Windows MSHTML zero-day exploits shared on hacking forums
www.bleepingcomputer.com/news/microsoft/windows-mshtml-zero-day-exploits-shared-on-hacking-forums/ Threat actors are sharing Windows MSHTML zero-day (CVE-2021-40444) tutorials and exploits on hacking forums, allowing other hackers to start exploiting the new vulnerability in their own attacks. Last Tuesday, Microsoft disclosed a new zero-day vulnerability in Windows MSHTML that allows threat actors to create malicious documents, including Office and RTF docs, to execute commands on a victim’s computer remotely. Even though there are no security updates available for the CVE-2021-40444 vulnerability, as it was discovered used in active attacks by EXPMOM and Mandiant, Microsoft decided to disclose the vulnerability and provide mitigations to help prevent its exploitation. These mitigations work by blocking ActiveX controls and Word/RTF document previews in Windows Explorer. However, researchers have been able to modify the exploit not to use ActiveX, effectively bypassing Microsoft’s mitigations.
What Is Zero Trust? It Depends What You Want to Hear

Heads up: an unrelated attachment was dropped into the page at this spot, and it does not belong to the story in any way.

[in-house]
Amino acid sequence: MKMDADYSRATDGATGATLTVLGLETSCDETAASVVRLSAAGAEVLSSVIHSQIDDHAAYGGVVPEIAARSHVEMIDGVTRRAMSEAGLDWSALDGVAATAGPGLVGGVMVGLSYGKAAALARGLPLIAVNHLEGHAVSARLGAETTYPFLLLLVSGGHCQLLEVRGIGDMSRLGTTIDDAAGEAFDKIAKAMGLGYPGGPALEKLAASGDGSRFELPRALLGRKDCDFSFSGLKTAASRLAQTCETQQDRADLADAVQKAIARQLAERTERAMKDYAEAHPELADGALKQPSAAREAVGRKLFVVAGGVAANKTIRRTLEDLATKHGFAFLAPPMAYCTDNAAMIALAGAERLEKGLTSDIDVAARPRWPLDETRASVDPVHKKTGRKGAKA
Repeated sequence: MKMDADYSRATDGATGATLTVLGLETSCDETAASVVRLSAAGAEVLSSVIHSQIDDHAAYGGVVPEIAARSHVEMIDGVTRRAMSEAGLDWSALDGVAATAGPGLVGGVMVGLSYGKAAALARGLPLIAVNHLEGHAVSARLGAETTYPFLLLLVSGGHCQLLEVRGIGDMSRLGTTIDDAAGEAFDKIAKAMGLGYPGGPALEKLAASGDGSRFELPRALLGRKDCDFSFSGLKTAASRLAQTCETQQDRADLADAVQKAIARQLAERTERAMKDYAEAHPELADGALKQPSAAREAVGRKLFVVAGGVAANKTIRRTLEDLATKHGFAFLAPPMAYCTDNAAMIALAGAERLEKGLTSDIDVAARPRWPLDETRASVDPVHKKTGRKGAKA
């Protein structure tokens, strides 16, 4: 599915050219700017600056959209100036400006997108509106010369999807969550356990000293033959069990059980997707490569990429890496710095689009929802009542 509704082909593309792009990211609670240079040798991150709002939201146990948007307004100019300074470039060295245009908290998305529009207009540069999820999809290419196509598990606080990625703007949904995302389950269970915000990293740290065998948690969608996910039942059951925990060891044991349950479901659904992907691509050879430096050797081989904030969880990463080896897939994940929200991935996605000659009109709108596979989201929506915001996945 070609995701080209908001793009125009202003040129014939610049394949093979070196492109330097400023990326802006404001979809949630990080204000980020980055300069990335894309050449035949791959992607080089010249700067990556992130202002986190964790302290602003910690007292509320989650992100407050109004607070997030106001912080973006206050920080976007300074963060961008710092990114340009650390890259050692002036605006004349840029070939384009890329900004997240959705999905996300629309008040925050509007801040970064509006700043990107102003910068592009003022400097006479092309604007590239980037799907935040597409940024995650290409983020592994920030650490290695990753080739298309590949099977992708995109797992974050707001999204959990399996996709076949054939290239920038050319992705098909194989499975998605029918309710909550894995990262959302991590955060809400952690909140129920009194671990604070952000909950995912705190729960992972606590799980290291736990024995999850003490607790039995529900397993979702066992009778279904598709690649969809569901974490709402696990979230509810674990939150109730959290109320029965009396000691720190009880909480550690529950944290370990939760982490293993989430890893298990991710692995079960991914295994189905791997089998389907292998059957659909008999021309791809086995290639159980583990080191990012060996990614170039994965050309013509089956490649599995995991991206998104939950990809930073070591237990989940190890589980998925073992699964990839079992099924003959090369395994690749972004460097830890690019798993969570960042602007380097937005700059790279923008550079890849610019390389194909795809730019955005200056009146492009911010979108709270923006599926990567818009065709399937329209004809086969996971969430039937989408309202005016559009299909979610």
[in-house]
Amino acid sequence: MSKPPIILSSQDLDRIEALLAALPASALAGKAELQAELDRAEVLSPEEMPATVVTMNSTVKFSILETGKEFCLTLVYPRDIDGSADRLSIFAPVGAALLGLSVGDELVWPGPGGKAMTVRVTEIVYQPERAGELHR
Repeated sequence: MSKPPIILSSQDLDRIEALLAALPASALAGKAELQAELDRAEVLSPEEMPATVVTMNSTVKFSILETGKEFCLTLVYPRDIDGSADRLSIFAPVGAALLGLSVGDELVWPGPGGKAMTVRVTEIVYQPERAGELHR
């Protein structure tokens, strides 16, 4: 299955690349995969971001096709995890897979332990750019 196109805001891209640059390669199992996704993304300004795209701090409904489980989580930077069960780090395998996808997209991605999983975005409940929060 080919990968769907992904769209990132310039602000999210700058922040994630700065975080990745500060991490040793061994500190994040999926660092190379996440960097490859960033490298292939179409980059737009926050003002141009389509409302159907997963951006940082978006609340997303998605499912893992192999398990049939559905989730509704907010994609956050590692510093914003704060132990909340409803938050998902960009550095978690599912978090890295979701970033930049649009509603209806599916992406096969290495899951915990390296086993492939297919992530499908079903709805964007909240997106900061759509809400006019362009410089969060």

www.wired.com/story/what-is-zero-trust/ For years a concept known as “zero trust” has been a go-to cybersecurity catchphrase, so much so that even the notoriously dilatory federal IT apparatus is going all in. But a crucial barrier to widespread adoption of this next-generation security model is mass confusion over what the term actually means. With cyberattacks like phishing, ransomware, and business email compromise at all time highs, though, something’s gotta change, and soon. At its core, zero trust relates to a shift in how organizations conceive of their networks and IT infrastructure. Under the old model, all the computers, servers, and other devices physically in an office building were on the same network and trusted each other. Your work computer could connect to the printer on your floor, or find team documents on a shared server. Tools like firewalls and antivirus were set up to view anything outside the organization as bad; everything inside the network didn’t merit much scrutiny.
Is Facebook Secretly’ Spying On Your WhatsApp Messages?
www.forbes.com/sites/zakdoffman/2021/09/12/is-facebook-spying-on-whatsapp-messages-on-iphone-android-mac-windows-10/ A nasty new surprise is doing the rounds on social media this week, claiming Facebook’s privacy breaches extend to WhatsApp. That was the fear behind the data backlash earlier this year, and this new warning that it is reading encrypted WhatsApp messages, “undermining privacy protections for its 2 billion users.”. Initially there was confusion about WhatsApp’s encryption being breached, that its end-to-end encryption is not as private as we all think. This shows the level of misunderstanding about what end-to-end encryption is, and what it is not. There is no encryption breach here, and thankfully ProPublica clarified the misunderstanding.